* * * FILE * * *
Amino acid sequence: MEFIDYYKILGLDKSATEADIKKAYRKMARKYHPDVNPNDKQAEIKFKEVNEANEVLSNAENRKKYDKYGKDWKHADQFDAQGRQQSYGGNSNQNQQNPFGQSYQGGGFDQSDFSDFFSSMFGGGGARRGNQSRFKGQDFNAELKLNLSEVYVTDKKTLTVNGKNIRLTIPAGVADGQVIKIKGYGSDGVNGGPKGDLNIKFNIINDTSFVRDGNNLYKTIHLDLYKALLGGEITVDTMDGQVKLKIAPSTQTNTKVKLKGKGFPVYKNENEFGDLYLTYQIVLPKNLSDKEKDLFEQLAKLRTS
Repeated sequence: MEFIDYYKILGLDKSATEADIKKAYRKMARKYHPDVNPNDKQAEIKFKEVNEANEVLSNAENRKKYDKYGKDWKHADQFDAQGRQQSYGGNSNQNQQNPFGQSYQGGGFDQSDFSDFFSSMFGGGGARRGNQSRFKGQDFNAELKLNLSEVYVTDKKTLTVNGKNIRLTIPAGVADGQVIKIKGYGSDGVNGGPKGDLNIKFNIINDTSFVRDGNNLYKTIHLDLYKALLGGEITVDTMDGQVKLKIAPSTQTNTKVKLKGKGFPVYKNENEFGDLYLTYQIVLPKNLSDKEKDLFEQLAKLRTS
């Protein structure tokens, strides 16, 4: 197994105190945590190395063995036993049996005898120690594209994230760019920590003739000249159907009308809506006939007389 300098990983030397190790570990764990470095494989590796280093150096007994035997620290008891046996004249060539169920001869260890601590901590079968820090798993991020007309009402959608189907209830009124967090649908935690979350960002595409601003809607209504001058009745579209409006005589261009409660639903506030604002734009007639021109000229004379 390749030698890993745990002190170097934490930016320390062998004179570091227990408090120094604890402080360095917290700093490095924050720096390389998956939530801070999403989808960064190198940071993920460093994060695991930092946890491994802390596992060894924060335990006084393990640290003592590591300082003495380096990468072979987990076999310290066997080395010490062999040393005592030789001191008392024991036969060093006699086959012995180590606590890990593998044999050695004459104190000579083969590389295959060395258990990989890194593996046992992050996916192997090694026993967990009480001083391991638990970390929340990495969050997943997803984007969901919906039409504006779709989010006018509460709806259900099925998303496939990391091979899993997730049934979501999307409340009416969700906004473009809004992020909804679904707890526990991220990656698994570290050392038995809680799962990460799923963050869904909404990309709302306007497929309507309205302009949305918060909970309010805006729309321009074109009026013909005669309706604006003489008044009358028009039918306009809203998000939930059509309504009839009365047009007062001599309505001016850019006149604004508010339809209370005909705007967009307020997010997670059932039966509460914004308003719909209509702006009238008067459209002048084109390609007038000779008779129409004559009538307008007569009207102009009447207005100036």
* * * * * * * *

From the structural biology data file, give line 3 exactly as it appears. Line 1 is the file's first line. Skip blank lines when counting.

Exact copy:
């Protein structure tokens, strides 16, 4: 197994105190945590190395063995036993049996005898120690594209994230760019920590003739000249159907009308809506006939007389 300098990983030397190790570990764990470095494989590796280093150096007994035997620290008891046996004249060539169920001869260890601590901590079968820090798993991020007309009402959608189907209830009124967090649908935690979350960002595409601003809607209504001058009745579209409006005589261009409660639903506030604002734009007639021109000229004379 390749030698890993745990002190170097934490930016320390062998004179570091227990408090120094604890402080360095917290700093490095924050720096390389998956939530801070999403989808960064190198940071993920460093994060695991930092946890491994802390596992060894924060335990006084393990640290003592590591300082003495380096990468072979987990076999310290066997080395010490062999040393005592030789001191008392024991036969060093006699086959012995180590606590890990593998044999050695004459104190000579083969590389295959060395258990990989890194593996046992992050996916192997090694026993967990009480001083391991638990970390929340990495969050997943997803984007969901919906039409504006779709989010006018509460709806259900099925998303496939990391091979899993997730049934979501999307409340009416969700906004473009809004992020909804679904707890526990991220990656698994570290050392038995809680799962990460799923963050869904909404990309709302306007497929309507309205302009949305918060909970309010805006729309321009074109009026013909005669309706604006003489008044009358028009039918306009809203998000939930059509309504009839009365047009007062001599309505001016850019006149604004508010339809209370005909705007967009307020997010997670059932039966509460914004308003719909209509702006009238008067459209002048084109390609007038000779008779129409004559009538307008007569009207102009009447207005100036």